Autonomic dysfunction in peripheral nerve disease

Phillip A. Low, Steven Vernino, Guillermo Suarez

Research output: Contribution to journalReview articlepeer-review

94 Scopus citations


Autonomic neuropathies are inherited or acquired neuropathies in which autonomic nerve fibers are selectively or disproportionately affected. Generally, sympathetic and parasympathetic fibers are both affected but there are exceptions. Acquired cases can be autoimmune; due to diabetes, amyloidosis, drugs, or toxins; or idiopathic. Autoimmune autonomic neuropathy is often subacute, sometimes associated with a neo-plasm, and associated with high titers of antibody to ganglionic nicotinic acetylcholine receptor in about half of the severe cases. The molecular basis of inherited autonomic neuropathies is better known, including recent identification of the loci and genes of hereditary sensory and autonomic neuropathies types I, III, and IV. The inherited amyloid neuropathies are due to mutations of three proteins: transthyretin, apolipoprotein A1, and gelsolin. Non-invasive autonomic testing complements clinical and electrophysiological characterization of the autonomic neuropathies.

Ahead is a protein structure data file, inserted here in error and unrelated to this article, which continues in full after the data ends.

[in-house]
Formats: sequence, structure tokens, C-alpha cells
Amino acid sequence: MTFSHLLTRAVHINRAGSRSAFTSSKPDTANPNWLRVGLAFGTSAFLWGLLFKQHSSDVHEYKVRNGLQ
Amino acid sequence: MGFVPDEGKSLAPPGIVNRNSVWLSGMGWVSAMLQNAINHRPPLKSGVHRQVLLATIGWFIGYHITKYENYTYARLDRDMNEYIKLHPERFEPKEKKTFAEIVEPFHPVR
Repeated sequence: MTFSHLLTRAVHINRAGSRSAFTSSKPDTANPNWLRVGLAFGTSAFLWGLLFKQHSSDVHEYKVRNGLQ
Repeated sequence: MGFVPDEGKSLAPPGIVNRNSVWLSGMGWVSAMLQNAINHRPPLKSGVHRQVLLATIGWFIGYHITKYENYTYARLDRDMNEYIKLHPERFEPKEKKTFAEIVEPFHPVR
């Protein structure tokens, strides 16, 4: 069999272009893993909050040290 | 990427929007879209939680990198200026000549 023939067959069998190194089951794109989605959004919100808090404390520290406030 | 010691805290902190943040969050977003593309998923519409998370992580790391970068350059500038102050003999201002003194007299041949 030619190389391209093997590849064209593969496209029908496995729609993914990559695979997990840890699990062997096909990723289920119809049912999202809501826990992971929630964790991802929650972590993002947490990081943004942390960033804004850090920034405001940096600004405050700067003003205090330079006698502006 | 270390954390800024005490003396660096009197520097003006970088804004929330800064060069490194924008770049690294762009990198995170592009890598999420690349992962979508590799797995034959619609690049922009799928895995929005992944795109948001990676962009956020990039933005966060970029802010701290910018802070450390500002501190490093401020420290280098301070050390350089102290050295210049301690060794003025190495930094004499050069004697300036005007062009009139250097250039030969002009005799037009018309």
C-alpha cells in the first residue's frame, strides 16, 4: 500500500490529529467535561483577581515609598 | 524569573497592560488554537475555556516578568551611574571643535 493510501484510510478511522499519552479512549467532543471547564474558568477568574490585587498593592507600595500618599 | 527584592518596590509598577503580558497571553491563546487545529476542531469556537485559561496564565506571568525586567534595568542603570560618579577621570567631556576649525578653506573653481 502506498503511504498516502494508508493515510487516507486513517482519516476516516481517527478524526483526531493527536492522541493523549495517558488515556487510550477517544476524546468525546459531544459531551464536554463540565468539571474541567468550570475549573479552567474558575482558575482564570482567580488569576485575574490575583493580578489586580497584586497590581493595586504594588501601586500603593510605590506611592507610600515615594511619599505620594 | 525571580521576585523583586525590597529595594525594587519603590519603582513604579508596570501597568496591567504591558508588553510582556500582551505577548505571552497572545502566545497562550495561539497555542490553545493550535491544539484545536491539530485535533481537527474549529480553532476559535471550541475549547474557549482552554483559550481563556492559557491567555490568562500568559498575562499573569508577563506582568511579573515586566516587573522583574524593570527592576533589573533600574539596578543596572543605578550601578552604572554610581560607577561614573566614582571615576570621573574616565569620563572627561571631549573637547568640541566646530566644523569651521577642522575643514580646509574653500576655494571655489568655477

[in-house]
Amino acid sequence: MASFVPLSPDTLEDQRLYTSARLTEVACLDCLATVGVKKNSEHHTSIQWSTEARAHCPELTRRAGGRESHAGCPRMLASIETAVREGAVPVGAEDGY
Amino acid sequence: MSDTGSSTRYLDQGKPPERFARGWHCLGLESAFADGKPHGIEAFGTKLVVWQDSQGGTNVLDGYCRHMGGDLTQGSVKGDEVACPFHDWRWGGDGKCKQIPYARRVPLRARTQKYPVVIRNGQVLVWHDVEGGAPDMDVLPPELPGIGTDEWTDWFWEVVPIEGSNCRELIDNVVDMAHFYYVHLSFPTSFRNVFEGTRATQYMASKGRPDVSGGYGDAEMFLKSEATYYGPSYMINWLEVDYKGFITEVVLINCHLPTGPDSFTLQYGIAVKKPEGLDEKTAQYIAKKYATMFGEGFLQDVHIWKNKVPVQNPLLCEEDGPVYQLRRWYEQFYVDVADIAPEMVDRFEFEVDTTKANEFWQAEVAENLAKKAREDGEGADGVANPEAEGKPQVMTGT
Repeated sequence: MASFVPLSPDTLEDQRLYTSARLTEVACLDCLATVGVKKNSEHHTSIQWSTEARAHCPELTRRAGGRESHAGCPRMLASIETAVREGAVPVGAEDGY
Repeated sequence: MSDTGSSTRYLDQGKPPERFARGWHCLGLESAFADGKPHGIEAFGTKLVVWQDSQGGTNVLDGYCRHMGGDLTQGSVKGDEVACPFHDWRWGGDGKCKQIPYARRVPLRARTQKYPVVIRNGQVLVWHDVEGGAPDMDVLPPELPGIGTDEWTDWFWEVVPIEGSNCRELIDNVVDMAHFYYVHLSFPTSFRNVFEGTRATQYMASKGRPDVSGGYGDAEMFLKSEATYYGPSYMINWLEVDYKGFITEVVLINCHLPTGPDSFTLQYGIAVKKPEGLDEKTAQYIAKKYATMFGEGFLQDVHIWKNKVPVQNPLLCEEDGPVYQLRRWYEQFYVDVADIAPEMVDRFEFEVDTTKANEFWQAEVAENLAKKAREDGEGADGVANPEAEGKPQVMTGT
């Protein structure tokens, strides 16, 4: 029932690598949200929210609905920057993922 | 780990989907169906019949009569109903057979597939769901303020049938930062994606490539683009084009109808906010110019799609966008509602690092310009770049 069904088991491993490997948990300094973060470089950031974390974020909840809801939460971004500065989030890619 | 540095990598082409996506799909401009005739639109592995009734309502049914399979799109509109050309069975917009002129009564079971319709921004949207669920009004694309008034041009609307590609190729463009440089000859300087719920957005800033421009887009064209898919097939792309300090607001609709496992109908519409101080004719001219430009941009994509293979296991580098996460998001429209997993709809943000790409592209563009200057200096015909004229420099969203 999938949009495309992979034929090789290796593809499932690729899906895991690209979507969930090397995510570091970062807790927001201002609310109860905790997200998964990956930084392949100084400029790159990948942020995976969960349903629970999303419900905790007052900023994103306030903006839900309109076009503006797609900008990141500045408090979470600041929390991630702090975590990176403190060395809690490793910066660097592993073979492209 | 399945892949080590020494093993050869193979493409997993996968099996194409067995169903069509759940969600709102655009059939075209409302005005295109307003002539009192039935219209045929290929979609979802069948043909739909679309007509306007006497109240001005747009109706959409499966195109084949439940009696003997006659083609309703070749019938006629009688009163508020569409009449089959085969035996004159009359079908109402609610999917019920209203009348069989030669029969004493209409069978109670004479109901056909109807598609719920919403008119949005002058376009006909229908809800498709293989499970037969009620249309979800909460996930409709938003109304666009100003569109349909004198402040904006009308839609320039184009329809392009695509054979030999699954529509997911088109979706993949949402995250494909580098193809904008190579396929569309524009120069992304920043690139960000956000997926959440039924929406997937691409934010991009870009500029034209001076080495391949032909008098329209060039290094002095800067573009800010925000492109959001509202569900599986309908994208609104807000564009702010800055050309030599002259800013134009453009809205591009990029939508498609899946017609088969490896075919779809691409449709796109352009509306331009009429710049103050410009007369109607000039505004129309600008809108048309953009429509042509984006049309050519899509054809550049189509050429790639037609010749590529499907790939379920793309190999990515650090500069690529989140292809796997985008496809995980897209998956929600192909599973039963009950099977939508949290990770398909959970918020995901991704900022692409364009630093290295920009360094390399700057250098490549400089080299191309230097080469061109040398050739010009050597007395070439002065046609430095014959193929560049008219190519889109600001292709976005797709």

Original languageEnglish (US)
Pages (from-to)646-661
Number of pages16
JournalMuscle and Nerve
Issue number6
StatePublished - Jun 1 2003


  • Autoimmune autonomic neuropathy
  • Autonomic
  • Ganglionic antibody
  • Paraneoplastic
  • Thermoregulatory sweat test

ASJC Scopus subject areas

  • Physiology
  • Clinical Neurology
  • Cellular and Molecular Neuroscience
  • Physiology (medical)


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